by Carl Haub
"How Many People Have Ever Lived on Earth?" is the most requested Population Today article. It first appeared in February 1995.
(Population Today, November/December 2002) The question of how many people have ever lived on Earth is a perennial one among information calls to PRB. One reason the question keeps coming up is that somewhere, at some time back in the 1970s, a now-forgotten writer made the statement that 75 percent of the people who had ever been born were alive at that moment.
This factoid has had a long shelf life, even though a bit of reflection would show how unlikely it is. For this "estimate" to be true would mean either that births in the 20th century far, far outnumbered those in the past or that there were an extraordinary number of extremely old people living in the 1970s.
If this estimate were true, it would indeed make an impressive case for the rapid pace of population growth in this century. But if we judge the idea that three-fourths of people who ever lived are alive today to be a ridiculous statement, have demographers come up with a better estimate? What might be a reasonable estimate of the actual percentage?
Any such exercise can be only a highly speculative enterprise, to be undertaken with far less seriousness than most demographic inquiries. Nonetheless, it is a somewhat intriguing idea that can be approached on at least a semi-scientific basis.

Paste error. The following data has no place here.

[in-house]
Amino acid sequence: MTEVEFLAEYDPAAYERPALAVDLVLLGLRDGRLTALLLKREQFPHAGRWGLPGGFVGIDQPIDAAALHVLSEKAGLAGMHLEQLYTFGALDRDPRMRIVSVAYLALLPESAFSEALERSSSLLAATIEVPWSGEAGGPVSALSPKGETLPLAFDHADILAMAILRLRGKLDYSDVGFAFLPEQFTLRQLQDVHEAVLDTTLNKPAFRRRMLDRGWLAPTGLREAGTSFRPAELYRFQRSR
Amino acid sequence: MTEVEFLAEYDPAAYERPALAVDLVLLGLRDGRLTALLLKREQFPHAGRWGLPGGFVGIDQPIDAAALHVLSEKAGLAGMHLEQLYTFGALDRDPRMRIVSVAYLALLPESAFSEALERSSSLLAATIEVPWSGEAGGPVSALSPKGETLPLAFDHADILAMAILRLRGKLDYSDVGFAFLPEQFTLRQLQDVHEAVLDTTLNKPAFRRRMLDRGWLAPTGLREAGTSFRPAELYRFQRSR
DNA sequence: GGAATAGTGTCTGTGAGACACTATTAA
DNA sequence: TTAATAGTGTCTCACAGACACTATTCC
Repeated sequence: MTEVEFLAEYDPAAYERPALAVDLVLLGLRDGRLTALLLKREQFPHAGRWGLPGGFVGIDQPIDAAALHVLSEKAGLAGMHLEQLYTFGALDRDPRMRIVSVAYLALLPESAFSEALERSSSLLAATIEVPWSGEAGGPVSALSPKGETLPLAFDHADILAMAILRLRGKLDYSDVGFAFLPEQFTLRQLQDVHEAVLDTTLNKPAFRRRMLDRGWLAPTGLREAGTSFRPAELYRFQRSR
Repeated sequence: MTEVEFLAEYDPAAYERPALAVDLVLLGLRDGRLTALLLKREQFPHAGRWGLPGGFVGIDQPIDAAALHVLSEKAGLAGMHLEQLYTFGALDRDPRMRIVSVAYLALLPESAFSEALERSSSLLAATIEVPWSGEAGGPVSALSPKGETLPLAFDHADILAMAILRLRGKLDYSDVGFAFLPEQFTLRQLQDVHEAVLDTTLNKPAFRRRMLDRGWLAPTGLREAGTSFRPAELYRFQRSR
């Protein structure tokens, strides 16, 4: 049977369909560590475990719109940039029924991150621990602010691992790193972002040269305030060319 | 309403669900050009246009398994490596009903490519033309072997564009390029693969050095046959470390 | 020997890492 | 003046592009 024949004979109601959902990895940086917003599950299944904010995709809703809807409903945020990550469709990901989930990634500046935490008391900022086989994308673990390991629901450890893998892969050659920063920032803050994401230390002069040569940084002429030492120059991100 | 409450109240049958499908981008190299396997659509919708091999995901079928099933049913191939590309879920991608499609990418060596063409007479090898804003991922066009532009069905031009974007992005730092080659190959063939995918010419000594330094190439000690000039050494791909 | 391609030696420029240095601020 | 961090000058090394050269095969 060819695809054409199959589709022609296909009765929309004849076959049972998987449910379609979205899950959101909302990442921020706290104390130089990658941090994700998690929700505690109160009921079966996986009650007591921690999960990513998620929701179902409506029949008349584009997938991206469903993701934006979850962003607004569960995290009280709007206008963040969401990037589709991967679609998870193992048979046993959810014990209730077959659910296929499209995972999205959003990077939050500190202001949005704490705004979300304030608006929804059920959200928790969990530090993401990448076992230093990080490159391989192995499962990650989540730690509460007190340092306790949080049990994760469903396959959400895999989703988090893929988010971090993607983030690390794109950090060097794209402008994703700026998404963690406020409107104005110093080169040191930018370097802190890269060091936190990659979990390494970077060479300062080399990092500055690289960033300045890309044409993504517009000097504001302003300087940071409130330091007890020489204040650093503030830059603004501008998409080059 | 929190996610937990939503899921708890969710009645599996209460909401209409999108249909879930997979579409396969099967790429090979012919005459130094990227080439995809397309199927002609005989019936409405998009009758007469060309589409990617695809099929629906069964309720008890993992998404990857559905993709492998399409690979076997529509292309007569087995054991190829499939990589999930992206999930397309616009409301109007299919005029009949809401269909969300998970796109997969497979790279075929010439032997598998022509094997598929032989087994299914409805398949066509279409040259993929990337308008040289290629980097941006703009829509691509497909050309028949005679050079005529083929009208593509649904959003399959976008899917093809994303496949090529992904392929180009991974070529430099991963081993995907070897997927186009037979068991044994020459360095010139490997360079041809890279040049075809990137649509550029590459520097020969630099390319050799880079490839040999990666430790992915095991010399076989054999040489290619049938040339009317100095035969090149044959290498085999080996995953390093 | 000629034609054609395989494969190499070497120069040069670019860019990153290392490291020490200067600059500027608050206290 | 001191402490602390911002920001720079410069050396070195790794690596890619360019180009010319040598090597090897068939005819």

And semi-scientific it must be, because there are, of course, absolutely no demographic data available for 99 percent of the span of the human stay on Earth. Still, with some speculation concerning prehistoric populations, we can at least approach a guesstimate of this elusive number.
Prehistory and History
Any estimate of the total number of people who have ever been born will depend basically on two factors: (1) the length of time humans are thought to have been on Earth and (2) the average size of the human population at different periods.
Fixing a time when the human race actually came into existence is not a straightforward matter. Various ancestors of Homo sapiens seem to have appeared at least as early as 700,000 B.C. Hominids walked the Earth as early as several million years ago. According to the United Nations' Determinants and Consequences of Population Trends, modern Homo sapiens may have appeared about 50,000 B.C. This long period of 50,000 years holds the key to the question of how many people have ever been born.
At the dawn of agriculture, about 8000 B.C., the population of the world was somewhere on the order of 5 million. (Very rough figures are given in the table; these are averages of an estimate of ranges given by the United Nations and other sources.) The slow growth of population over the 8,000-year period, from an estimated 5 million to 300 million in 1 A.D., results in a very low growth rate — only 0.0512 percent per year. It is difficult to come up with an average world population size over this period. In all likelihood, human populations in different regions grew or declined in response to famines, the vagaries of animal herds, hostilities, and changing weather and climatic conditions.
In any case, life was short. Life expectancy at birth probably averaged only about 10 years for most of human history. Estimates of average life expectancy in Iron Age France have been put at only 10 or 12 years. Under these conditions, the birth rate would have to be about 80 per 1,000 people just for the species to survive. Today, a high birth rate would be about 45 to 50 per 1,000 population, observed in only a few countries of Africa and in several Middle Eastern states that have young populations.